Whatever you make of Italian salamis and David Foster Wallace, we should all be able to agree on one point: “lower-class” ≠ “Mexican.”

In a Tuesday column for the New York Times, commentator David Brooks earned the ire of the Internet masses by suggesting that the college-educated bourgeoisie are single-handedly ruining America. The entire column has proved controversial in some corners, but no piece more so than the lunch anecdote that appears toward the sixth-to-last paragraph.

Brooks recounts taking a friend with a high-school degree to an Italian sandwich shop, only to turn tail when he realized the shop’s “upper-middle-class … cultural signifiers” made her uncomfortable. Instead, Brooks says, he and his friend “ate Mexican.”

The obvious implication is that tacos exist in a totally different cultural caste than those Italian subs. It is common, accessible and, most importantly, cheap -- a cuisine even Brooks’ flustered friend could love.

The association between cheapness and “ethnic food” is not Brooks’s invention, of course. In fact, it has some basis in data: The average cost of a meal at a Zagat-rated Italian restaurant in New York is more than $16 higher than at a Mexican one, according to a much-covered analysis by Krishnendu Ray, a New York University sociologist.

But the real issue here -- and one that goes to the heart of Brooks’s column -- is why Mexican food is cheaper than Italian. In his 2016 book “The Ethnic Restaurateur,” Ray argues that the price gap can be directly attributed to the social status of these different ethnic populations.

To come to that conclusion, Ray draws in large part on his analysis of nearly 30 years of data from Zagat, the popular restaurant guide. He found that a handful of cuisines -- namely, French, American, Italian and “continental,” or Western European -- have consistently been more expensive than their competitors.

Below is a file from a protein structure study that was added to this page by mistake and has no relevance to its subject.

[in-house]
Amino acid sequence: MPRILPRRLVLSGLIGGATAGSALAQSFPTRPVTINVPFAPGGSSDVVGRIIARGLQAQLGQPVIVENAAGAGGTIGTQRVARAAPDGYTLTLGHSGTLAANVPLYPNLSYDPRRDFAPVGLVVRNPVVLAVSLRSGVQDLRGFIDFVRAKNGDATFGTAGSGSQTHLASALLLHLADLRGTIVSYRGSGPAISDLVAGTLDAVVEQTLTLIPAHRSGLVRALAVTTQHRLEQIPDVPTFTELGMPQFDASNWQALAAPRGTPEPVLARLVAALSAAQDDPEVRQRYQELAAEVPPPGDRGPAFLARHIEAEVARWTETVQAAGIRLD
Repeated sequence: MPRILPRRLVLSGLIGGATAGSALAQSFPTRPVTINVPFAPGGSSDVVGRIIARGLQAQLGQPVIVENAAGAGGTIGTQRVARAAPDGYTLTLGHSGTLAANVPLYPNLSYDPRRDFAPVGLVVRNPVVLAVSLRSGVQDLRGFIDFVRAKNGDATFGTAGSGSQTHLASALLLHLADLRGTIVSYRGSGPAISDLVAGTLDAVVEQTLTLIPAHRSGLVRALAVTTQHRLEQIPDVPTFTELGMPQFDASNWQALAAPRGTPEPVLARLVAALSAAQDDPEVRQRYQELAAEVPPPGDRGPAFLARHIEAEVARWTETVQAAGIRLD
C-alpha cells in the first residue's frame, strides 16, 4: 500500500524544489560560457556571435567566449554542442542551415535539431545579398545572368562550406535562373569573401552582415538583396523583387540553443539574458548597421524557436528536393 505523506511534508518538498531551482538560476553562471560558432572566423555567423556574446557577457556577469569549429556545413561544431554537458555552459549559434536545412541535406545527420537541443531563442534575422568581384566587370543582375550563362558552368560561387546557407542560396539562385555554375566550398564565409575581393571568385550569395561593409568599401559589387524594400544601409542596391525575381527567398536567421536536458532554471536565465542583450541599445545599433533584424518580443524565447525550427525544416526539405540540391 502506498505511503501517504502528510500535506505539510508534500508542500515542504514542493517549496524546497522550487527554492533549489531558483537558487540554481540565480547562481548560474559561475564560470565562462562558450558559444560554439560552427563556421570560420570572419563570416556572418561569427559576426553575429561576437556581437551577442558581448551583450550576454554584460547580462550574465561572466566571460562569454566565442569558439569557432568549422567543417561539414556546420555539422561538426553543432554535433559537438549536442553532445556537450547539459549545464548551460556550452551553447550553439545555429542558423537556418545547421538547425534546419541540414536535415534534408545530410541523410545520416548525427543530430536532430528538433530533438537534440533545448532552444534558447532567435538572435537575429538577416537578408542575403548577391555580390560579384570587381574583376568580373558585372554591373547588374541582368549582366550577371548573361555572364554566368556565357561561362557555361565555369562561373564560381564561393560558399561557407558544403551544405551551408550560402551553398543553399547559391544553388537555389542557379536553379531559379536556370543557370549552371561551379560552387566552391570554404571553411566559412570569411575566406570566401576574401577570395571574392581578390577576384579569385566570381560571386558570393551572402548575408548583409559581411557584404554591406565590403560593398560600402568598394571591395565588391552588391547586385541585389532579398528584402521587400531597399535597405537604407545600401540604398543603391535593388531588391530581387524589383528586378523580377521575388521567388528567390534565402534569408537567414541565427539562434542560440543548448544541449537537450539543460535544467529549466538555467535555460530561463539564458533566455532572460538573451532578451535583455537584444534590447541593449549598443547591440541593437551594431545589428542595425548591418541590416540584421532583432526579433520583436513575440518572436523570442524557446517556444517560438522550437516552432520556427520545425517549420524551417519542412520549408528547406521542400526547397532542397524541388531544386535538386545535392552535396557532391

When cuisines do experience major price shifts, Ray also found, it often has something to do with the economic and social status of their immigrants. The average price of a Japanese meal jumped 97 percent between 1985 and 2013, for instance. That has been attributed, in part, to the growth of Japan’s business class, many of whom made frequent visits to the U.S.

There are exceptions to this “ethnic” = “cheap” rule, of course. (Brooks could have taken his friend to New York’s Toloache, where tacos run $16 a pop.) But Ray’s data demonstrates that the pattern -- or as he calls it, the “global hierarchy of taste” -- still holds for most restaurants, even if there are outliers.

That’s had real consequences for restaurateurs and chefs of color. As my colleague Ana Swanson chronicled in this great piece last fall, a huge number of Chinese immigrant-owned restaurants have begun serving sushi because they realize Americans will pay more for it. In a stunning essay for NPR, published earlier this year, the L.A. restaurateur Diep Tran railed against a culture that’s prompted some customers to tell her that, “for Vietnamese food,” her restaurant is too expensive.

“Immigrant food is often expected to be cheap, because, implicitly, the labor that produces it is expected to be cheap, because that labor has historically been cheap,” Tran wrote. She goes on to write that it’s been difficult for her restaurant “to break out of the trope that equates communities of color with cheap food and cheap labor.”

Similar tropes have been broken before. As Ray recounts in his book, Italian food was eschewed by “the taste-making elite” of the early- and mid-20th century, who viewed the influx of poor Italian immigrants with something like disgust. As those immigrants’ children began moving into the middle and upper classes, Italian food moved with them -- into gourmet sandwich shops.

As the sports radio host Julie DiCaro wrote on Twitter: “My Sicilian grandparents would be thrilled to learn that in 2017 soppressata and capicola are the rarified info of the elite!”

Maybe that will one day be said of chorizo, bolillos and Oaxaca cheese.

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